There were four or five guys on the European Team that were just playing really well at that time, and a couple had breakthrough years – namely Luke Donald.  And obviously they had Sergio Garcia and Colin Montgomerie and Padraig Harrington… and Thomas Levet had just won recently.


They had numerous guys who were at the tops of their games.


GTMA:  So they had momentum.  The US Team still had tremendous talent – what made the difference?


Funk:  If anything, we played uptight.  That was the theme of our Captain, Hal (Sutton) – of not being uptight, just being out there and going for it.


But once that gun sounds, you just feel like… we felt like we needed to win, and we wanted to win so bad.  I think we all just felt a little bit too much pressure.  And then we got smoked that first day, and the heat was really on after that point.


GTMA:  Do you think the ‘tightness’ will carry into 2006 over in Ireland?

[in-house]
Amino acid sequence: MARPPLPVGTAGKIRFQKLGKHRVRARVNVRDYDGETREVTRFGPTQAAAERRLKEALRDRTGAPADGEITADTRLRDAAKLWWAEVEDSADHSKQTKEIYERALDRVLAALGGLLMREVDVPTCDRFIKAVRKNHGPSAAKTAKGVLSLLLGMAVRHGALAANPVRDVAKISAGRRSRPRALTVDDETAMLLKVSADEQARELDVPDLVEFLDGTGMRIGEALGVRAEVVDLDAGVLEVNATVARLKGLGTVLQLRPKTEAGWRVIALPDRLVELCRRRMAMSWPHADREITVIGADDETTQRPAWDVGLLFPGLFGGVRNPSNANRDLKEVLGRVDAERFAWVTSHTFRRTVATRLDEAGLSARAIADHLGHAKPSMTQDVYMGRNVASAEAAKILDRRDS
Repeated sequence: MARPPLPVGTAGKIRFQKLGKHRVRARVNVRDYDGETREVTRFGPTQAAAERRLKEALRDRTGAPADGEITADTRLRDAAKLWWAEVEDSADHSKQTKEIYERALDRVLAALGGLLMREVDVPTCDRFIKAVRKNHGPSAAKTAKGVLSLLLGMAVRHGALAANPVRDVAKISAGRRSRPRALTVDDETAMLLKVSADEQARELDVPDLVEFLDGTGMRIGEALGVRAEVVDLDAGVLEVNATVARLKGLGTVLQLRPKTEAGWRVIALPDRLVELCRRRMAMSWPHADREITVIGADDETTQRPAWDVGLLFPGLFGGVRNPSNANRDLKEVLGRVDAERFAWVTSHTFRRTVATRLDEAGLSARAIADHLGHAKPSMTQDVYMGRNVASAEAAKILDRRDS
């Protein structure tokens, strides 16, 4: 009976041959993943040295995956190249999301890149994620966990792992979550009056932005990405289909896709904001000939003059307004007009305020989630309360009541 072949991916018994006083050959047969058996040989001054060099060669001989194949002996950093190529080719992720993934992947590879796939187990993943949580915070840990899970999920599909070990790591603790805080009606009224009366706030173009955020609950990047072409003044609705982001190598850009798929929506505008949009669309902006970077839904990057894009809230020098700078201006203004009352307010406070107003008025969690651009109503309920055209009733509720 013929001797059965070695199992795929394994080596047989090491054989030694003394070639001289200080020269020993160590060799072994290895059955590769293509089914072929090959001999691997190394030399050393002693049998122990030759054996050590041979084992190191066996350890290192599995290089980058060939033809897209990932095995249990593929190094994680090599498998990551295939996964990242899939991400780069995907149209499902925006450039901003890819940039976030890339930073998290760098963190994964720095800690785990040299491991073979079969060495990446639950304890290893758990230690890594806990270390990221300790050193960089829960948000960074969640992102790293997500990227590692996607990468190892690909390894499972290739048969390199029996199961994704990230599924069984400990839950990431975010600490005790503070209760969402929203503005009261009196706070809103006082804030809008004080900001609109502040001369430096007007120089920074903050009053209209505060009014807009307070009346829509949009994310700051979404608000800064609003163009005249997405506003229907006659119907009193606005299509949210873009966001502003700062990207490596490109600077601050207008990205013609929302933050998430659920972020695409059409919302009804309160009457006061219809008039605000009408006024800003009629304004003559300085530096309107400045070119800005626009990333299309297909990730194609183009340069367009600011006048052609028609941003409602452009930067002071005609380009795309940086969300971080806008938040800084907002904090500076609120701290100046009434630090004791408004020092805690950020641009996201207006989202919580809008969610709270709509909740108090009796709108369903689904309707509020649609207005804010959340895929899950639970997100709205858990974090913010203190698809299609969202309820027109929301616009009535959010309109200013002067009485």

Fred Funk's become a regular at Augusta. Here, walking its finely manicured fairways. Photo By Larry Lambrecht.

Funk:  One of the worst feelings I’ve ever had was on the 18th hole during my match with Thomas Levet on Sunday, after the outcome had already been decided – and trying to finish the match while they were celebrating out in the fairway and all that stuff. 


They were pretty rowdy and didn’t have any control over the situation.  There was no satisfying feeling on our side.  That was not a good feeling, and I’d love to put it back in their faces over there, and be able to celebrate on their soil.


Whether I’m on the team or not, I hope our guys do that.


GTMA:  Switching gears a bit – Jack picked you and Jay Haas for the 2003 President’s Cup team, and Gary Player picked a couple ‘young’ guys.  Nicklaus decided to go with experience, and part of that was because there’s a group of ‘over 45’ players who are playing really well.  What’s allowing you and guys like Jay Haas to keep it going longer than in the old days?


Funk:  I think it’s a question of motivation.  Some people have said it’s improvements in equipment, but the golf ball doesn’t know how old you are.